significance is a measure of whether a research
result "matters" in the real world. For example, consider
a hypothetical research study to see whether a new experimental
drug helps treat memory
loss in Alzheimer's
disease. First, patients are given a series of neuropsychological
tests to assess their memory.
Next, the patients are given six months' of treatment with
the new drug. Finally, patients' memory is tested again. In
this hypothetical example, suppose that the test scores of
patients given the drug actually increase 2-3 points by the
end of the experiment. This increase may be enough to publish
as a research finding -- but this doesn't necessarily mean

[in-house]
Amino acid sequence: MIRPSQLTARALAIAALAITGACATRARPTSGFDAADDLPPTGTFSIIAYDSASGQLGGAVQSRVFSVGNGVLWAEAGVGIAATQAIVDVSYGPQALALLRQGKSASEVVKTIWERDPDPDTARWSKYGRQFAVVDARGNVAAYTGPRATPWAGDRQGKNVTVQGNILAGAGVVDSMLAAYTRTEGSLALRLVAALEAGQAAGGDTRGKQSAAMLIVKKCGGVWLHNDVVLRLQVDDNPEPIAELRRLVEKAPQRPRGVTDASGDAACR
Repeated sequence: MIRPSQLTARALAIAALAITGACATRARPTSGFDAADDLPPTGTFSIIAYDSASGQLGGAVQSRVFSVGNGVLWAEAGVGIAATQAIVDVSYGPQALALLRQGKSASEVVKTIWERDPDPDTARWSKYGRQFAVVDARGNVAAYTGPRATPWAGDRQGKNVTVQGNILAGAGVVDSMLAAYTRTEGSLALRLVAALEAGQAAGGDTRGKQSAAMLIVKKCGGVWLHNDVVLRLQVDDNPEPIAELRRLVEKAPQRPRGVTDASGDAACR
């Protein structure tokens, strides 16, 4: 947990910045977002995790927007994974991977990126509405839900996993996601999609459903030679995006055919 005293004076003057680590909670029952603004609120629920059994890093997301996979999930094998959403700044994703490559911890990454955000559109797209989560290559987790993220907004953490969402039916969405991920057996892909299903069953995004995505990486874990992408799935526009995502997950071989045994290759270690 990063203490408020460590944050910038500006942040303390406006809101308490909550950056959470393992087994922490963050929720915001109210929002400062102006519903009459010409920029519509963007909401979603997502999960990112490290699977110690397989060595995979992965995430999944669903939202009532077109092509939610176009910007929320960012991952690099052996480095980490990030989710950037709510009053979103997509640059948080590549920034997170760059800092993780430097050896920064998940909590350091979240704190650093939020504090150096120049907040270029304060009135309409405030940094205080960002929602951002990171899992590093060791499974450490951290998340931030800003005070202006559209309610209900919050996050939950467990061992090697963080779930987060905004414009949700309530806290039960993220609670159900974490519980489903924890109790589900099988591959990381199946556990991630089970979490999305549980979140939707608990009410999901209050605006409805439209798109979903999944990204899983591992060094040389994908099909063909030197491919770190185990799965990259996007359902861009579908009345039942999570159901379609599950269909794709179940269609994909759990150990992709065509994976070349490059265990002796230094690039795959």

that there will be visible improvement in the patients' ability
to perform the activities of daily living, such as remembering
names or balancing a checkbook.
While research results are often assessed
through "objective" neuropsychological tests which generate
numerical scores, clinical significance is often assessed
through "subjective" measures, such as the impressions of
a doctor or caregiver about whether a patient has really benefited
noticeably from the treatment.
by Catherine E. Myers. Copyright © 2006 Memory Loss and the Brain